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Tips #1: Sharpening

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Blog entry by drknoxy posted 11-24-2008 10:28 PM 1023 reads 0 times favorited 2 comments Add to Favorites Watch
no previous part Part 1 of Tips series Part 2: Sharp Enough »

Great link on how to sharpen and get a “scary” edge, tried it up to 150 grit and it was pretty scary. I don’t want to imagine a few thousand.

spoiler: sticky sided sandpaper on glass (for a flat surface)

Article by Taunton Press via FineWoodworking
http://www.taunton.com/finewoodworking/pages/w00003.asp

-- Knoxy for short



2 comments so far

View Gofor's profile

Gofor

470 posts in 2453 days


#1 posted 11-25-2008 04:07 AM

Some feedback from someone who has used the scary sharp method for a few years:

1. I do not use glue, spray adhesive or adhesive backed paper: The glue will pick up trash which translates through the surface of the paper. I just spray the glass (I first used glass but now use a granite block) with a spritz of water from a windex bottle, lay the paper on it and then spritz the top. Easy to rinse off any grit, etc. and simple to change the grades of paper up to final honing. I rinse and reuse the paper until it gets shredded. The more you use it,, the finer it gets.

2. A honing guide makes it much easier to repeat bevels, especially for just honing the edge, and to get a square end. I have used several types, but have found the Lee Valley Veritas Mark II best for plane irons and wide chisels, and the Veritas 05M0201 for narrower chisels. The 05M0201 does not have the square alignment guide for a square edge, but is better for narrow chisels and especially for those that have top and bottom surfaces that are not parallel. That said, I used a home-made guide of wood for a few years, and still use a carriage bolt with a couple wing nuts for my scrub plane as it is easier to radius the iron.

3. Scratches in the edge lead to premature failure by chipping, etc. I would recommend going to at least 600 grit (I go to 2000). Up to 2000 wet-dry paper is found at most automotive repair stores in the US (i.e carquest, autozone, discount auto) in the finishing or paint repair section. To be honest, 600 will most likely work fine except for the finishing planes or paring chisels. On those, going to a finer grit will result in longer edge life. However, going the next higher grits only costs me a couple minutes time.

Disclaimer: I use my hand tools primarily on white and red oak, black walnut, maple, pine, and gum. I do not have any experience with exotic woods like padauk, cocobola, etc, or the highly figures woods like tiger maple, birdseye, etc, so others that work with these will have better insight. Also, my chisels are not top quality. Better quality steel will probably benefit more from the finer honing than the cheaper quality I now use.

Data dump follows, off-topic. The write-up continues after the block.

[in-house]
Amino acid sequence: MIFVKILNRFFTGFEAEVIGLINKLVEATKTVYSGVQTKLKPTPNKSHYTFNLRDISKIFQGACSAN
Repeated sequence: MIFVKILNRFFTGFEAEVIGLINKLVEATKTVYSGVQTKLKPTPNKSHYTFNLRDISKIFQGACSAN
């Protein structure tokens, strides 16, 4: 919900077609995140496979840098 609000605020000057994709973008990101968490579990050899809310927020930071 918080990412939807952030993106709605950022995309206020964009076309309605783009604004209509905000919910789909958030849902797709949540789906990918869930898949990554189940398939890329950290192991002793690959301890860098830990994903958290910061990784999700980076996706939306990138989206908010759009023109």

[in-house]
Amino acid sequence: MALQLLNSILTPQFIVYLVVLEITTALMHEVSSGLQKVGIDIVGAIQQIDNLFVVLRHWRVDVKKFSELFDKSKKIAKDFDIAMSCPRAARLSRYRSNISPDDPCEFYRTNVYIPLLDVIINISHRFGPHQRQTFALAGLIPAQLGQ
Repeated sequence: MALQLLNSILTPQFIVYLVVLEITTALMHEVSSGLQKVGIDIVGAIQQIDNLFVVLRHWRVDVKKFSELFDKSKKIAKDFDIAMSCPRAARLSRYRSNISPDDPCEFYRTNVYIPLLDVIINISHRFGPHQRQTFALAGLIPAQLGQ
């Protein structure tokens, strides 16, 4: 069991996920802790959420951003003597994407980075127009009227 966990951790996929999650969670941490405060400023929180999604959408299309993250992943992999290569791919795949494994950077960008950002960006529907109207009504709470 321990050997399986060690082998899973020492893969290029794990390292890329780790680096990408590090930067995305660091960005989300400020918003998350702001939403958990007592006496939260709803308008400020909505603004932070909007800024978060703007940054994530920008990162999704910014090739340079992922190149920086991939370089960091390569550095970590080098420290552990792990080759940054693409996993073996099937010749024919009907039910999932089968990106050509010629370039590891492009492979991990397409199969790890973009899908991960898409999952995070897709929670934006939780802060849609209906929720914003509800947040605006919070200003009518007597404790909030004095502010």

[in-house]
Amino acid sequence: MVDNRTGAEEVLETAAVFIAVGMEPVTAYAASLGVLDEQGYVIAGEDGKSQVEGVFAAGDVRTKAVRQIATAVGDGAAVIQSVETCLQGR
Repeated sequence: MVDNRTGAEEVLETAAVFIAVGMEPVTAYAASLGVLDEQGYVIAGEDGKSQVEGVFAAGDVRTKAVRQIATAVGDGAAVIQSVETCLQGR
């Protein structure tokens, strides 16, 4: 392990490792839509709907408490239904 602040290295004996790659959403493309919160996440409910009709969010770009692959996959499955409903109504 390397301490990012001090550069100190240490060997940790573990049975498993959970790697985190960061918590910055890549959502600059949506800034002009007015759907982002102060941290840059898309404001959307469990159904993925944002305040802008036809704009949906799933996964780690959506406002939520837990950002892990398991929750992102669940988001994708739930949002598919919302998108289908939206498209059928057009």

Go

-- Go http://ncwoodworker.net/pp/showgallery.php?cat=500&ppuser=730

View dsb1829's profile

dsb1829

367 posts in 2294 days


#2 posted 11-25-2008 07:31 PM

Nice article. I am still wading through sharpening myself.

Sand paper is good and cheap, but can easily dub an edge if not used with care. I find that gluing it down minimizes this tendency to lift and dub. I use granite surface plate for my backer and 3M super77 adhesive. I usually work tools up to 220g wet/dry and then switch over to stones. On occasion I will go up to 600g and use from there for things like chisels.

Waterstones are nice, but I find that the stones I have keep me chasing flatness as much as sharpening tools. This is a love-hate relationship. I keep that granite plate with the 220g close by and flatten the stones as I go. Lighter pressure and use of the whole stone minimize erosion and give more time between flattening stones. I have yet to find a way to eliminate the problem.

Oilstones are new to me. I have been toying with the low end stones for a few months. I just purchased a nice set of Novaculite (Arkansas) stones. My initial impression is very high. Much less erosion. In fact after sharpening a couple of blades I notice no change in the stones. In contrast my waterstones would have needed a couple of flattening sessions in the same time period. Oil is much less likely to develop stiction, so I am finding it easier to free-hand hone my tools. It also makes much more sense to me to work steel with oil with respect to rust and blade care. Only downer is that oil is a bit harder to clean up and you do risk contamination to workpiece if you don’t wash your hands.

Power sharpening. I dabble here, but overall the potential for error and inaccuracy outweigh any time savings. Don’t get me wrong, there will always be grinders in my shop. I just find that it is better to use them for rough work and then transition to stones for the honing. My low speed wetstone grinder is nice from time to time, but like waterstones the media erodes. Without close attention to media and setup results will be poor.

Diamonds? Not much in my shop. No bench stones at least. I am intrigued at the coarse grits, but have yet to try them out,

Loose lapidary grits? Another method that has my attention for coarse removal. Haven’t tried it yet.

-- Doug, woodworking in Alabama

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